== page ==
Goals Remain for Standout DE Hali

FORT LAUDERDALE, Fla. — When he first came to the United States to live, Tamba Hali would run and hide whenever a plane passed overhead. He had spent the first 10 years of his life in war-torn Liberia, where the sound of an approaching jet meant someone would soon be trying to kill him.

“We had to go into hiding all the time,” Hali said, recalling his bizarre childhood. “At times planes would appear and start shooting. We didn't know why. I didn't know why they were killing civilians. But it got worse and worse. Every six months we would come out of hiding. Then we'd go back into hiding again.”

The scene Sunday morning could hardly have been further removed from the devastation Hali witnessed during the Liberian civil war. Looking fit and relaxed, he leaned back into his chair at the Marina Marriott hotel, where, not far away, sunbathers lounged and million-dollar yachts bobbed in the placid eddy of the Intercoastal Waterway. Hali will soon be able to afford a yacht of his own, with NFL draft experts projecting him as a potential first-round pick. It's been a good year.

But Hali hasn't been able to rest easy. He has two unrealized goals, the first involving Tuesday's Orange Bowl showdown with Florida State.

Hali, who didn't even know what bowl games were before playing in the Capital One Bowl as a freshman, has never experienced a postseason victory at Penn State. He would like to change that.

Which he very well may. To hear Florida State offensive coordinator Jeff Bowden tell it, Hali will have as big a say as anyone in the outcome of the Orange Bowl. Florida State's injury-ravaged offensive line has struggled to protect freshman quarterback Drew Weatherford. The Seminoles lack depth and are particularly inexperienced at left tackle with junior Mario Henderson having made only two career starts. Their inconsistency, coupled with Hali's portfolio — he had a Big Ten-best 11 sacks in 2005 — has Bowden feeling wary.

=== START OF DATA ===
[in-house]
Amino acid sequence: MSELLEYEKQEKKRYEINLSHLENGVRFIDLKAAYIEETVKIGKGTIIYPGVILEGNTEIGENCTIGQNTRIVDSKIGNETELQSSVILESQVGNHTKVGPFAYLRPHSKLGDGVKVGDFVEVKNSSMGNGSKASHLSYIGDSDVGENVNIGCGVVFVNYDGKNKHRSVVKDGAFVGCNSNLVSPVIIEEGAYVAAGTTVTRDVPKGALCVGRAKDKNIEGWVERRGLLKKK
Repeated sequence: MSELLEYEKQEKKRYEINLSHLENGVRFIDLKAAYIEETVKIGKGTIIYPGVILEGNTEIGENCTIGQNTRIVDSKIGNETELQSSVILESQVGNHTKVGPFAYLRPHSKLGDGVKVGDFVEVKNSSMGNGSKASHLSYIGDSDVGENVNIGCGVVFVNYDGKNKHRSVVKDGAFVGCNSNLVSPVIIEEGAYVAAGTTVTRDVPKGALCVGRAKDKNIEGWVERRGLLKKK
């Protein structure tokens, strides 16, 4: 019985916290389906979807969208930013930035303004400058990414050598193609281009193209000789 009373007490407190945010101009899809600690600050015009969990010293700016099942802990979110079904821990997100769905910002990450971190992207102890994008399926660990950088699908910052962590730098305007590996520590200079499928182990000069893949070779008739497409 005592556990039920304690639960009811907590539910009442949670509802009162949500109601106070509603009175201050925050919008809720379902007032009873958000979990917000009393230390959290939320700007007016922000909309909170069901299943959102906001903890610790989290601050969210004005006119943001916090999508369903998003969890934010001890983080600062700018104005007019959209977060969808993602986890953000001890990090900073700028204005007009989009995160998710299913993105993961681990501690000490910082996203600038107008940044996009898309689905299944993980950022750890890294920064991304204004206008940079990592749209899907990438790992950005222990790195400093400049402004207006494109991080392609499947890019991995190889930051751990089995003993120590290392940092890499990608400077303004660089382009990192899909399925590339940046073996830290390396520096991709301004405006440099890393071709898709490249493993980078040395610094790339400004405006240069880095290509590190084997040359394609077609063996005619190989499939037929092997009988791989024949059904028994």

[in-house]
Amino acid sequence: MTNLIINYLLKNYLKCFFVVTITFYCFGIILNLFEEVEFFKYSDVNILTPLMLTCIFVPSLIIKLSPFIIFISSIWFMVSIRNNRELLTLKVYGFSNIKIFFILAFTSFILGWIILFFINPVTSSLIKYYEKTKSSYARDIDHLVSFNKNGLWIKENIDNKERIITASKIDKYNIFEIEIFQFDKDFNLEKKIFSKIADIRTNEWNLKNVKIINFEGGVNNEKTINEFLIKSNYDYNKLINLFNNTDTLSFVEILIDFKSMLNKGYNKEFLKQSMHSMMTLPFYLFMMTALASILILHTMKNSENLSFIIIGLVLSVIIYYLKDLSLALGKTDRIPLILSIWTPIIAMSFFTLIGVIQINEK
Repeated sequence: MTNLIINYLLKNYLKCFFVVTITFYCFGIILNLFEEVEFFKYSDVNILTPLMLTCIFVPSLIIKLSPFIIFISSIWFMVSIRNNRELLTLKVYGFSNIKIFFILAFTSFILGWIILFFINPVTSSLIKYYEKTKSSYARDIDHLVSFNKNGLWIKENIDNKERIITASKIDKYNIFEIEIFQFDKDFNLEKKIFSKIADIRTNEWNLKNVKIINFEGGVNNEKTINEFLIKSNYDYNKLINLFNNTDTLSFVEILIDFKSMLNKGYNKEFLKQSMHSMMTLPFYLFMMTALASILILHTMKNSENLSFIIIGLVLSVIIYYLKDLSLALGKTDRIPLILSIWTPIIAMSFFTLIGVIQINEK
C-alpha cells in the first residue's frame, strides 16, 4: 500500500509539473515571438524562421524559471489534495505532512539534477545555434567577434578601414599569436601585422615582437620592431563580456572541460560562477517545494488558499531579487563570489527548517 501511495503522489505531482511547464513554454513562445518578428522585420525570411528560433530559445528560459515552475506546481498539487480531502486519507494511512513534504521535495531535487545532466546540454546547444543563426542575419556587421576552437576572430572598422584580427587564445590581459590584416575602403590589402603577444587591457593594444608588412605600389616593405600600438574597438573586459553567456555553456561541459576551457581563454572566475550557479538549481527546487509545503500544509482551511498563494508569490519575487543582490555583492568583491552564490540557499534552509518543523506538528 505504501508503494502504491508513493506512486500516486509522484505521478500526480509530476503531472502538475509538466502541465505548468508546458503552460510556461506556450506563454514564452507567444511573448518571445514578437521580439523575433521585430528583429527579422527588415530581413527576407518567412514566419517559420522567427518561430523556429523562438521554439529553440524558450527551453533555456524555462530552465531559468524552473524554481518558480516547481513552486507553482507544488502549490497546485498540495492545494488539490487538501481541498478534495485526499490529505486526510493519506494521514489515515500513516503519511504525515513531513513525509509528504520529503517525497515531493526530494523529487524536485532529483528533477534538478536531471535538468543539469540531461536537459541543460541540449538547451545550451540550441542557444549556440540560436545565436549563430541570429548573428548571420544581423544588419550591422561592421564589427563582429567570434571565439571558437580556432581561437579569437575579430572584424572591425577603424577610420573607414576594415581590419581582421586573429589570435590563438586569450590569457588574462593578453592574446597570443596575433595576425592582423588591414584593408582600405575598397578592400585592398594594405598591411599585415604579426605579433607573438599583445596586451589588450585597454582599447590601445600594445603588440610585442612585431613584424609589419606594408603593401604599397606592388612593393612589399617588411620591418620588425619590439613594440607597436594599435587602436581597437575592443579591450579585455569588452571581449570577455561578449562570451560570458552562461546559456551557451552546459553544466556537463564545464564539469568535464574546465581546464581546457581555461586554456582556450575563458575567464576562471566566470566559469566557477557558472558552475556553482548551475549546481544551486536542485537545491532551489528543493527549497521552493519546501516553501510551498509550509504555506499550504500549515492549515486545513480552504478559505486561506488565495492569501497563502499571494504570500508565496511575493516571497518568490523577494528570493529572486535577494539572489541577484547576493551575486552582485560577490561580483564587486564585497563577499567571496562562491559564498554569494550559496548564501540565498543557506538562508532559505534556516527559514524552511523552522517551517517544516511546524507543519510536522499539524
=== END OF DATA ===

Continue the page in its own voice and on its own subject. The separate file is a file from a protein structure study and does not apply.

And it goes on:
“We've seen great ends, we've seen some of the best ends in the country this year, but [Hali] is as good as any of them,” he said. “We've blocked them well at times and not well at times. If we have trouble blocking that front — and he is as good as billed — we'll have a long night, no question.”

The Seminoles have given up 29 sacks this season while the Nittany Lions' defense finished second in the Big Ten with 38 sacks. Although the Lions' success was due in large part to Hali, he had plenty of help. Defensive tackle Jay Alford had seven sacks while end Matthew Rice had five. That gives Florida State a lot to worry about.

“If you key on me, it's a good thing,” Hali said. “If you see a threat on my side, you might not see another threat, and there is another threat on our defensive line. It's a good thing when the other team is looking at me, but I don't feed into it.”